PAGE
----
I like to say my first fan love was Star Trek, but my true fan love was Doctor Who. That's true to an extent, but it's not completely accurate.
I'm not sure what makes you a fan of something per se. Like, I'm definitely a Star Trek and Doctor Who and Star Wars fan. I'm definitely not a Primeval fan even though I enjoyed the show. But am I a Legend of the Galactic Heroes fan? I've seen every episode of the (main) series and I own six of the novels? Yet I would be hesitant to declare myself a fan. Am I an Avatar: The Last Airbender fan? I own the whole show on DVD (well, co-own with my wife) and own all the comics. But is really liking something-- even to the extent of buying tie-ins or soundtracks or what have you-- enough to be a fan, or is there something more?
"Fan," of course, is an abbreviation of "fanatic." The OED, surprisingly, dates the first citation as "phan," actually, in 1682! From something titled New News from Bedlam, or More Work for Towzer and His Brother Ravanscroft: Alias Hocus Pocus Whipt and Script, or A Ra-ree New Fashion Cupping Glass Most Humbly Represented to the Observator by Theophilus Rationalis. (Actually, there are a lot more subtitles, but that gives you a sense.) The OED indicates that on page 13 it says, "The Loyal Phans to abuse," and then on page 40, "To be here Nurs'd up, Loyal Fanns to defame, And damn all Dissenters on purpose for gain." I don't have any more context, so I can't really tell if Mr. Rationalis is using the word the way we use it now.
The next citation is from 1889, which uses it to describe enthusiasts of baseball. A lot of its early usage describes sports-related enthusiasm, but it broadens out pretty quickly, to give us something matching one of the senses the OED records: "a keen follower of a specified hobby or amusement." Well, I definitely "keen[ly] follow[ ]" Star Trek. Maybe my following of Avatar is less keen.
But what, then, is keen following? I'm not sure I can answer that question for everyone, but for me I feel like it involves a sense of commitment to the object of enthusiasm as real. (Though then how can I be a fan of, say, an author?) I know I'm a fan of Star Trek because not only did I pore over my copy of the Star Trek Omnipedia, I also started transcribing its timeline information into a Word document so that I could add information from the books. This was a laborious process because you couldn't select text from the Omnipedia entries, so I had to screenshot them, paste the screenshot into Paint, then invert the colors (the Omnipedia displayed LCARS-style, white on black), and print out, so that I could place the reference in front of me as I typed it back in. I must have been... eleven? twelve? If that's not fandom, I don't know what is.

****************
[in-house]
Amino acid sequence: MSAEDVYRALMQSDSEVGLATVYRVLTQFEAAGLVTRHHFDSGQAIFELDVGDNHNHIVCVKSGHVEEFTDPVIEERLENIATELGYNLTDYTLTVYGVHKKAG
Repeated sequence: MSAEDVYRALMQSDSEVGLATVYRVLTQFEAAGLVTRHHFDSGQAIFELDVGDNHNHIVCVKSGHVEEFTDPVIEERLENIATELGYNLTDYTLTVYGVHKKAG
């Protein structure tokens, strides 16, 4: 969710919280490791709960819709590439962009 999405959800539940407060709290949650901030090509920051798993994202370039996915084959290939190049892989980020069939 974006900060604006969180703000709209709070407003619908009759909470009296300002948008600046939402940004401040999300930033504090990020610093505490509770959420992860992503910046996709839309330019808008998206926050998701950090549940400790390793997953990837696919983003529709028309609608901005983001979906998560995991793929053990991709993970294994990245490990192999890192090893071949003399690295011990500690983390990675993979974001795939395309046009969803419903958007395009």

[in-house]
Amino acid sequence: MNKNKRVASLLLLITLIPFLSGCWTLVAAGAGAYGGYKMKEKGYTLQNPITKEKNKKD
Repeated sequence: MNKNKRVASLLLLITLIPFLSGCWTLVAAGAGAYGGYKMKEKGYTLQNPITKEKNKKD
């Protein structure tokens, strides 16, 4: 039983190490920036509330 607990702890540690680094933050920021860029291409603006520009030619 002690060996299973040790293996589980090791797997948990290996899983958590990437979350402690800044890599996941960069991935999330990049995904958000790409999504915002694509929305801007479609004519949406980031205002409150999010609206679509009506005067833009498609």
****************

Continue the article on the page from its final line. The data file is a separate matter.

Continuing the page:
It's hard for me to remember a time I wasn't a fan of Star Trek. I remember my uncle showing me The Wrath of Khan. I remember watching The Motion Picture at a point where I believed it took place before the original series. I remember watching The Voyage Home at a point where I must not have known what a Klingon was because I parsed the Klingon ship they use as "cling-on ship," i.e., a ship that clings on to the main ship. And with its wings in the down position, you can imagine the bird-of-prey snugly settling onto the rounded secondary hull of the Enterprise. But I feel like I actually owned a MicroMachine of the bird-of-prey at that point? How could I own such a thing and still not correctly parse "Klingon ship"?
Yet if all that means "fandom" then maybe my first fandom is really the Land of Oz? This far out it's hard to know the chronology of it all. I do remember drawing my own map, because I found the ones included in the front of my books insufficient. I do remember trying to work out how Ozma's father could be called Pastoria in Marvellous Land and Oz in Dorothy and the Wizard, and puzzling over the inconsistencies of pre-Wizard history in those two books plus the original Wonderful Wizard. I remember my mother buying me all the ones in the original fourteen I didn't already own for my birthday one year, complete with scavenger hunt. I remember ILLing all the Ruth Plumly Thompson novels; in the days of dial-up catalogue access, this was like a mystical incantation. I remember that The Purple Prince of Oz was ineligible for ILL because our library owned a copy-- a noncirculating one. So my family made a trip to the downtown library and amused themselves while I sat in a chair for a couple hours and read the whole book straight through in one go!
It was a world you could believe in. You could map it and write out its history, even if it didn't add up. (And in a way, doesn't not adding up help?) I think that's what's needed to let me be a fan of something. You can follow the map and the history, keenly.
#483: Does being a fan help define who you are?